He gives a buck-toothed grimace and brushes back his eternally unruly hair.

Senator Robert F. Kennedy stands on the back of a truck in Indianapolis to address the crowd: “Even in our sleep, pain which cannot forget falls drop by drop upon the heart, until, in our own despair, against our will, comes wisdom through the awful grace of God.”

He had lost his ideological fellow Martin Luther King, Jr. only hours before. The nation will soon burn with anger and despair, but this city will remain quiet.

I cannot help but wonder what kind of country Kennedy saw. What wisdom did he expect, what inherent goodness did he see, in a people who seemed hell-bent on proving him wrong? In 1968, was Kennedy at the vanguard of the second coming of change – touring the poorest parts of the country, advocating a continuation and extension of civil rights legislation, demanding an end to the war in Vietnam, promising a gentler world – or was he the last gasp of a movement that had begun to snap back like a cosmic rubber band?

He gives a buck-toothed smile and brushes back his eternally unruly hair.

He is Bobby, and he is, in this moment, forever. For those who knew him and those who know him only in pictures, this is the crest of his wave – at once marvelous and tragic.

He has just won the California primary, giving his campaign for the White House new life. He will shortly step off the stage and into the kitchen of the Ambassador Hotel.

“My thanks to all of you,” he says to his assembled faithful. “And now, it’s on to Chicago, and let’s win there.”

Forty years later, for all of the mythic status he enjoys, for all of the hopes that surrounded his run for the presidency and all of the conspiracies and finger-pointing that enshroud his death, what legacy has Bobby left?

Violence is ongoing in the Middle East and religious hatred still festers in minds across the world. Large swaths of the country are still desperately poor, forgotten by our leaders. Vietnam may have ended, but Iraq seems to have only begun. The specter of assassination has fallen over another freshman senator running for the presidency and demanding change.

“These are different evils, but they are the common works of man,” he says in South Africa in 1966. “They reflect the imperfections of human justice, the inadequacy of human compassion, the defectiveness of our sensibility toward the sufferings of our fellows.”

Filmmaker Shane O’Sullivan, whose documentary RFK Must Die: The Assassination of Bobby Kennedy examines claims of multifarious conspiracies beyond the lone gunman theory that convicted Sirhan Sirhan, asks what relevance Kennedy’s life and death hold on the country today.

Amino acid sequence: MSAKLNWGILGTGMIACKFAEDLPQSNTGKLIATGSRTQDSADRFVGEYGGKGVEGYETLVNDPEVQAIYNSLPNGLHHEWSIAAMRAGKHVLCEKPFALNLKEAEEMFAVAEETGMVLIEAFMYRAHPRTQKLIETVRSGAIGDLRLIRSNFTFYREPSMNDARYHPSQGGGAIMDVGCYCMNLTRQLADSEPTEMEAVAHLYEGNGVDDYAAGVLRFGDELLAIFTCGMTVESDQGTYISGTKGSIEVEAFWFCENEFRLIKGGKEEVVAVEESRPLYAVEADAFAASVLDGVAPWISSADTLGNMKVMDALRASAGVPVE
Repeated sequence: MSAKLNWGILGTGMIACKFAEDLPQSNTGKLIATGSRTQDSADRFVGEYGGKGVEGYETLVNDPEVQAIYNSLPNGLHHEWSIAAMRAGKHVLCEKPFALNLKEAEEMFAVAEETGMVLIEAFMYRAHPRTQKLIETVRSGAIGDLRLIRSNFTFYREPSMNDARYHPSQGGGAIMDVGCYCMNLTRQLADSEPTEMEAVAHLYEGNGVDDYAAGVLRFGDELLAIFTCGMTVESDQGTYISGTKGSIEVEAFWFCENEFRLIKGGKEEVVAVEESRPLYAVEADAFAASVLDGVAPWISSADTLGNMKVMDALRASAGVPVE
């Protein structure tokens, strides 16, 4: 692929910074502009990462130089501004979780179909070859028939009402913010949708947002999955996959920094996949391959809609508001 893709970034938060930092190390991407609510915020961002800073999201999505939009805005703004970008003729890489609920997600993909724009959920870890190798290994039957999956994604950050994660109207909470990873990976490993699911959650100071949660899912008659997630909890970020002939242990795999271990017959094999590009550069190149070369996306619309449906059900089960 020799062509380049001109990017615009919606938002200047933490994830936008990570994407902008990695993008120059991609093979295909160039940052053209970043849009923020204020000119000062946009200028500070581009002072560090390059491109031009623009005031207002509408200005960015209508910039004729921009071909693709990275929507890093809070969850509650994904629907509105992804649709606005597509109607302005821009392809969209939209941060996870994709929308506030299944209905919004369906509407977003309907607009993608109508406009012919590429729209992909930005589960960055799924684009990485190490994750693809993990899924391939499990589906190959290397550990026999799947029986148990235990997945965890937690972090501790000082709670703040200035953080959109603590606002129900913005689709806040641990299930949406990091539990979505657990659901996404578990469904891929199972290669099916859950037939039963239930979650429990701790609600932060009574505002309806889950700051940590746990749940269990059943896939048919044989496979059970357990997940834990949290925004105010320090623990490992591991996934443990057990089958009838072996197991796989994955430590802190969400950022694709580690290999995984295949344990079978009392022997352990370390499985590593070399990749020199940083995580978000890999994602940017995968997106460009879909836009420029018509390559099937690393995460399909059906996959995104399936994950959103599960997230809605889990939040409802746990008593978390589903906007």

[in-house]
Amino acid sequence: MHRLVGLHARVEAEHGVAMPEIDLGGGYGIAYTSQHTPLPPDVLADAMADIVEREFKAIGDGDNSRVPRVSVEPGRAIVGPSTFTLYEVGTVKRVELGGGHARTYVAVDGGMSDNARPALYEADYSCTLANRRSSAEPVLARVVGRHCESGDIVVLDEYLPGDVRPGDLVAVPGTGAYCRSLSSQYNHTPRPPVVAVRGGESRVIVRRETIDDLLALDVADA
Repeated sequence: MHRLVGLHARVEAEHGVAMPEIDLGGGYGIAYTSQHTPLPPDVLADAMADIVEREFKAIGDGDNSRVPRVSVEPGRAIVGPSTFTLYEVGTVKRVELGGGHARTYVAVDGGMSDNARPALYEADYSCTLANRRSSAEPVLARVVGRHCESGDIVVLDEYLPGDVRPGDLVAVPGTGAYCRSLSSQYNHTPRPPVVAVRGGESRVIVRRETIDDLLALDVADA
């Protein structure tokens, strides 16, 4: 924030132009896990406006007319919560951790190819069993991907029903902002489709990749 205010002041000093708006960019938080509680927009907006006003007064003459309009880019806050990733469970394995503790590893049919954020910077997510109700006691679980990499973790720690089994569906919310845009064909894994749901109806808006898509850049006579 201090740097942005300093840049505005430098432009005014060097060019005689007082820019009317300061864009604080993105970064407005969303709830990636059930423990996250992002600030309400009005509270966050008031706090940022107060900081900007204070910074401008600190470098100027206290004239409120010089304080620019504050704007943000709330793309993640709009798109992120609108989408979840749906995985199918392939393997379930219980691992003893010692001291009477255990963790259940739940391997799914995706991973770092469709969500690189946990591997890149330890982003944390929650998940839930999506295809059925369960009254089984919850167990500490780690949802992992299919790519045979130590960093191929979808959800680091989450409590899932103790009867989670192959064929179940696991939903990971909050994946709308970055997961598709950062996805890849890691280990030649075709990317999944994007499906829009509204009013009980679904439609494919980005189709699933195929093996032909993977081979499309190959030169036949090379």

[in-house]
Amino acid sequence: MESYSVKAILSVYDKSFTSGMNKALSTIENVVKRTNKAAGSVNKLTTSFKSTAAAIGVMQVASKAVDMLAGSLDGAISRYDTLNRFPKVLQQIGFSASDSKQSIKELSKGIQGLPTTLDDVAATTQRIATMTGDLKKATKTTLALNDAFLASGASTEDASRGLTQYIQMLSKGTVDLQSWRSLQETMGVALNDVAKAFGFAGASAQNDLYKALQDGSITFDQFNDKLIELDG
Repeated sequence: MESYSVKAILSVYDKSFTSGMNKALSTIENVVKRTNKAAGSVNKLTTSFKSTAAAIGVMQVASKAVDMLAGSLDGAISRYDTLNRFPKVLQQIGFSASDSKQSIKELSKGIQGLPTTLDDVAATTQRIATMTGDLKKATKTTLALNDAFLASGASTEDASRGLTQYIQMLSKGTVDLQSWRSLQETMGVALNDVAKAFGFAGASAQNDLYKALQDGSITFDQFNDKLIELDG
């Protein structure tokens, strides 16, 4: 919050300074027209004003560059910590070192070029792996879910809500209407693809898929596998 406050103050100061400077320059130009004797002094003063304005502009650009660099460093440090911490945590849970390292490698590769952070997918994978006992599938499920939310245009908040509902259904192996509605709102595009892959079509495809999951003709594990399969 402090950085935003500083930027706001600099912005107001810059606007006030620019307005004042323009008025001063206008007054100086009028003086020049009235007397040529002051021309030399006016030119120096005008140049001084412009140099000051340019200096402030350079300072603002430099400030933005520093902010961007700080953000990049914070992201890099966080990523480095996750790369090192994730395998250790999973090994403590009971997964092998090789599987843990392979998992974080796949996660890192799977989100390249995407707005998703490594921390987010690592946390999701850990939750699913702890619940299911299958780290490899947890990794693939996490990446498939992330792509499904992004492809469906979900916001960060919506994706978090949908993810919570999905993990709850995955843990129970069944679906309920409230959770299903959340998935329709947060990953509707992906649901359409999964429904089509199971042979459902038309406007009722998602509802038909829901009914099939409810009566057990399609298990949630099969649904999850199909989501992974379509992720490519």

“There’s a strong anti-war feeling and a fairly polarized country on various issues that resonates with Bobby Kennedy’s time,” he says. “The country was really going to change based on what he touched in the campaign, and obviously that was against a lot of … interests of the establishment.”

Kennedy approaches the dishwashers in the kitchen to shake their hands. He raises his hands to his head, reels backwards and falls.

There was, when Bobby died – and still is, every time we look back longingly to a time of promise – a slide towards resignation, an unspoken agreement that we are all living on borrowed, hollow time. What is the point, true believers ask, in having hope dashed so suddenly and completely? What is the value, onlookers wonder, in setting your sights so impossibly high?

Though O’Sullivan suggests that Kennedy’s legacy lives on through his children and in the footage of his speeches and public work, saying “I think he’s a timeless and very powerful figure that can still inspire people today,” has Bobby’s death ultimately overshadowed his life?

“Our answer is the world’s hope: It is to rely on youth,” Kennedy would respond to such claims. “Each time a man stands up for an ideal, or acts to improve the lot of others, or strikes out against injustice, he sends forth a tiny ripple of hope, and crossing each other from a million different centers of energy and daring, those ripples build a current which can sweep down the mightiest walls of oppression and resistance.”

Ripples, of course, begin and end. They are sparks, rarely constant, consumed back into the ebb and flow. But they are our hope, for nothing can move without first rippling the calm, nothing begins without the million energies finding a common cascade through the static surface of what has come before.

RFK Must Die: The Assassination of Bobby Kennedy airs June 9 at 8 p.m. on the Documentary Channel.